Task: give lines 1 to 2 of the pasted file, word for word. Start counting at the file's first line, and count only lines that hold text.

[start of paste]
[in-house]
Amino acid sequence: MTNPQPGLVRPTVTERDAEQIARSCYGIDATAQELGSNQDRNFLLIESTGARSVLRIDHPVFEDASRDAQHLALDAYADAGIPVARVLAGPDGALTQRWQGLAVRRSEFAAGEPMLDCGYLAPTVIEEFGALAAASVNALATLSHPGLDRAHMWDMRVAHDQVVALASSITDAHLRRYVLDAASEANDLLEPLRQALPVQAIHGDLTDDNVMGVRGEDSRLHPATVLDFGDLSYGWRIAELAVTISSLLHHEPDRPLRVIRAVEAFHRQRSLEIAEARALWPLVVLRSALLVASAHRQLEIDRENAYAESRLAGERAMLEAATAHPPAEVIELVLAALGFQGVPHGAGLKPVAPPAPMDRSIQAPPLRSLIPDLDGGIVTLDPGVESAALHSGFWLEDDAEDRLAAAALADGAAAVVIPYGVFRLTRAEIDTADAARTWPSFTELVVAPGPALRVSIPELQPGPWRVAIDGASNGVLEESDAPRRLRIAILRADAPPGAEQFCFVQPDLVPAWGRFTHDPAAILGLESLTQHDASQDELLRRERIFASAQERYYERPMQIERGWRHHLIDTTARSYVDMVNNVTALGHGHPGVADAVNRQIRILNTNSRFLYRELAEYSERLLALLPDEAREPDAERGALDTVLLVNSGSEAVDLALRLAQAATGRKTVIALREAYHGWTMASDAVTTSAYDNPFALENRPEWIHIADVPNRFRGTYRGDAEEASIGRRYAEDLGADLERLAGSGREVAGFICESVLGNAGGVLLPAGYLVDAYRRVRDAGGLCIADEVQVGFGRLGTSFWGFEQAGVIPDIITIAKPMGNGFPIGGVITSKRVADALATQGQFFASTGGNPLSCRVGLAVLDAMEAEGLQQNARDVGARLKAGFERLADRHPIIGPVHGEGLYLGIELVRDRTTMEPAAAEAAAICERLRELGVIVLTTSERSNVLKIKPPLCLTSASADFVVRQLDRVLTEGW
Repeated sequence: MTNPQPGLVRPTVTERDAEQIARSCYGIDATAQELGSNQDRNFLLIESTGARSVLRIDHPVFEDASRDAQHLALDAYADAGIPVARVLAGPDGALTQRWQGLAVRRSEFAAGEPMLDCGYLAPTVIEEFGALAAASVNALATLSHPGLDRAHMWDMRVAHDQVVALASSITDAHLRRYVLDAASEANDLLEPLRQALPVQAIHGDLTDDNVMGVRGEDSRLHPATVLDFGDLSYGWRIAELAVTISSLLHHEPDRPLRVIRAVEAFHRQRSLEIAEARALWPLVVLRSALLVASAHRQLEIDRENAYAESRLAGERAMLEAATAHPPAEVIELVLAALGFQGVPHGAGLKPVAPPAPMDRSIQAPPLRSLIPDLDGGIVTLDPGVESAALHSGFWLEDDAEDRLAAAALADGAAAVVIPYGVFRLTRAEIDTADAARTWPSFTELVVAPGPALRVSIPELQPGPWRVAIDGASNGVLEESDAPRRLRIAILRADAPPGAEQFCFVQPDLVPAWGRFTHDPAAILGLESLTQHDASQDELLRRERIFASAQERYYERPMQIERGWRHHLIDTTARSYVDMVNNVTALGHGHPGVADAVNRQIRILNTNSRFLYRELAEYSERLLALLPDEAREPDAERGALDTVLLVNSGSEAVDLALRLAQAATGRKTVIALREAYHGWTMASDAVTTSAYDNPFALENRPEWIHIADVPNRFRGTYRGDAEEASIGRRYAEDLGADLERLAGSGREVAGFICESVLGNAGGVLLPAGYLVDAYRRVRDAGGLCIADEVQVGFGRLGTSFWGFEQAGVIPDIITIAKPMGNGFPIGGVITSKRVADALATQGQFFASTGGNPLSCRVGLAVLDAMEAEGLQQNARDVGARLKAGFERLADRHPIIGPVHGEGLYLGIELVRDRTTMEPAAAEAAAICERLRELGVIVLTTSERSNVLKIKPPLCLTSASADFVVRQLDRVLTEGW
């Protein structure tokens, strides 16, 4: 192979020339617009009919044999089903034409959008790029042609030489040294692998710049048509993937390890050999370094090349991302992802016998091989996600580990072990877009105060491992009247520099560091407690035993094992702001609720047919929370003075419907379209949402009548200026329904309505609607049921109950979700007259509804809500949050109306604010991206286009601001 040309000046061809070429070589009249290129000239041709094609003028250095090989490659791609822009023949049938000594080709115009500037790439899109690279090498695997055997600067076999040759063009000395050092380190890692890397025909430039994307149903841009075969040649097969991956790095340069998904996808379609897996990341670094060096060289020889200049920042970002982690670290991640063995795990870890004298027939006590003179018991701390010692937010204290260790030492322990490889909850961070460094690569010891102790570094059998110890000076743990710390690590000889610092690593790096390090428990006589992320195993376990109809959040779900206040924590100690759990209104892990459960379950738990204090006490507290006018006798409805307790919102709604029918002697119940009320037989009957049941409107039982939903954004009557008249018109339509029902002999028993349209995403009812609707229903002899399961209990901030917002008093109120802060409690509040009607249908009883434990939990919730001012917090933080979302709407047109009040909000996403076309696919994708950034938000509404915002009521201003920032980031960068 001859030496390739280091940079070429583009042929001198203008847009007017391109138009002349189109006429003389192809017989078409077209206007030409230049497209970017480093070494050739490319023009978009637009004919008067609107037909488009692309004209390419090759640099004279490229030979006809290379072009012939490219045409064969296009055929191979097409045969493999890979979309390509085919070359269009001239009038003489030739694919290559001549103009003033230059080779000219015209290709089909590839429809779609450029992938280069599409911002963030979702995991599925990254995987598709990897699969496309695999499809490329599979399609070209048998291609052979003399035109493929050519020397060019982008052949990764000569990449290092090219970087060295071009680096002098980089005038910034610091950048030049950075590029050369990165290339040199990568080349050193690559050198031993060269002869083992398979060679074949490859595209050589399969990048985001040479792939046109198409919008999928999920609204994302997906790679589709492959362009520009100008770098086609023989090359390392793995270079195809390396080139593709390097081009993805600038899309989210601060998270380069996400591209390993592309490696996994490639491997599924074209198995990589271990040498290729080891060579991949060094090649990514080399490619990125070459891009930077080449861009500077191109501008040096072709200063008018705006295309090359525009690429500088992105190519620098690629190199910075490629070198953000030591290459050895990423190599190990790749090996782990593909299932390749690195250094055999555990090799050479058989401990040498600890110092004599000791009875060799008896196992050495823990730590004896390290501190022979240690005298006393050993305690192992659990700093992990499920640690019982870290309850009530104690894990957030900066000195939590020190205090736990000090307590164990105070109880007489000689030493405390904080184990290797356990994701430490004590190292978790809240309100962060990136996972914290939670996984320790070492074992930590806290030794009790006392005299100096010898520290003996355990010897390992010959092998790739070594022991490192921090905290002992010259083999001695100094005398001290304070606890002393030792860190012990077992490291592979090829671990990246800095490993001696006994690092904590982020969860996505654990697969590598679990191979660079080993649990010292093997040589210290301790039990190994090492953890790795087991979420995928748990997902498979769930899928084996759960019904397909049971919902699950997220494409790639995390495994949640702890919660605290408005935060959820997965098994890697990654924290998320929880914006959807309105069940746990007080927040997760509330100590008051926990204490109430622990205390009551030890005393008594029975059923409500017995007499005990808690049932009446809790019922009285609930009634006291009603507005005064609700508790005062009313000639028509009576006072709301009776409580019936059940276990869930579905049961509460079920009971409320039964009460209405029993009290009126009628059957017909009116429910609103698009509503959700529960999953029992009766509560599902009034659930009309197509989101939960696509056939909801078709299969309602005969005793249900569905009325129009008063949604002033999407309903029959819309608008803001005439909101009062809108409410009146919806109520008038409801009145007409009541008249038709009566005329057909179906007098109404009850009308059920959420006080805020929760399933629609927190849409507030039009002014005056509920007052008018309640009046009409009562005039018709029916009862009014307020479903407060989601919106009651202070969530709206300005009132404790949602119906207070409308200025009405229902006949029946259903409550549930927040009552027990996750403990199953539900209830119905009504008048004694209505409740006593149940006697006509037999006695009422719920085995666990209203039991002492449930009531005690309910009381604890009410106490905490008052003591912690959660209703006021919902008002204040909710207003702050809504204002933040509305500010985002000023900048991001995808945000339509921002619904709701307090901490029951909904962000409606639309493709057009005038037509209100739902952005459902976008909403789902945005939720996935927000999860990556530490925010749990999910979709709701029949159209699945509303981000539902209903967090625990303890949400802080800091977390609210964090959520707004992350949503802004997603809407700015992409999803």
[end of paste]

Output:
[in-house]
Amino acid sequence: MTNPQPGLVRPTVTERDAEQIARSCYGIDATAQELGSNQDRNFLLIESTGARSVLRIDHPVFEDASRDAQHLALDAYADAGIPVARVLAGPDGALTQRWQGLAVRRSEFAAGEPMLDCGYLAPTVIEEFGALAAASVNALATLSHPGLDRAHMWDMRVAHDQVVALASSITDAHLRRYVLDAASEANDLLEPLRQALPVQAIHGDLTDDNVMGVRGEDSRLHPATVLDFGDLSYGWRIAELAVTISSLLHHEPDRPLRVIRAVEAFHRQRSLEIAEARALWPLVVLRSALLVASAHRQLEIDRENAYAESRLAGERAMLEAATAHPPAEVIELVLAALGFQGVPHGAGLKPVAPPAPMDRSIQAPPLRSLIPDLDGGIVTLDPGVESAALHSGFWLEDDAEDRLAAAALADGAAAVVIPYGVFRLTRAEIDTADAARTWPSFTELVVAPGPALRVSIPELQPGPWRVAIDGASNGVLEESDAPRRLRIAILRADAPPGAEQFCFVQPDLVPAWGRFTHDPAAILGLESLTQHDASQDELLRRERIFASAQERYYERPMQIERGWRHHLIDTTARSYVDMVNNVTALGHGHPGVADAVNRQIRILNTNSRFLYRELAEYSERLLALLPDEAREPDAERGALDTVLLVNSGSEAVDLALRLAQAATGRKTVIALREAYHGWTMASDAVTTSAYDNPFALENRPEWIHIADVPNRFRGTYRGDAEEASIGRRYAEDLGADLERLAGSGREVAGFICESVLGNAGGVLLPAGYLVDAYRRVRDAGGLCIADEVQVGFGRLGTSFWGFEQAGVIPDIITIAKPMGNGFPIGGVITSKRVADALATQGQFFASTGGNPLSCRVGLAVLDAMEAEGLQQNARDVGARLKAGFERLADRHPIIGPVHGEGLYLGIELVRDRTTMEPAAAEAAAICERLRELGVIVLTTSERSNVLKIKPPLCLTSASADFVVRQLDRVLTEGW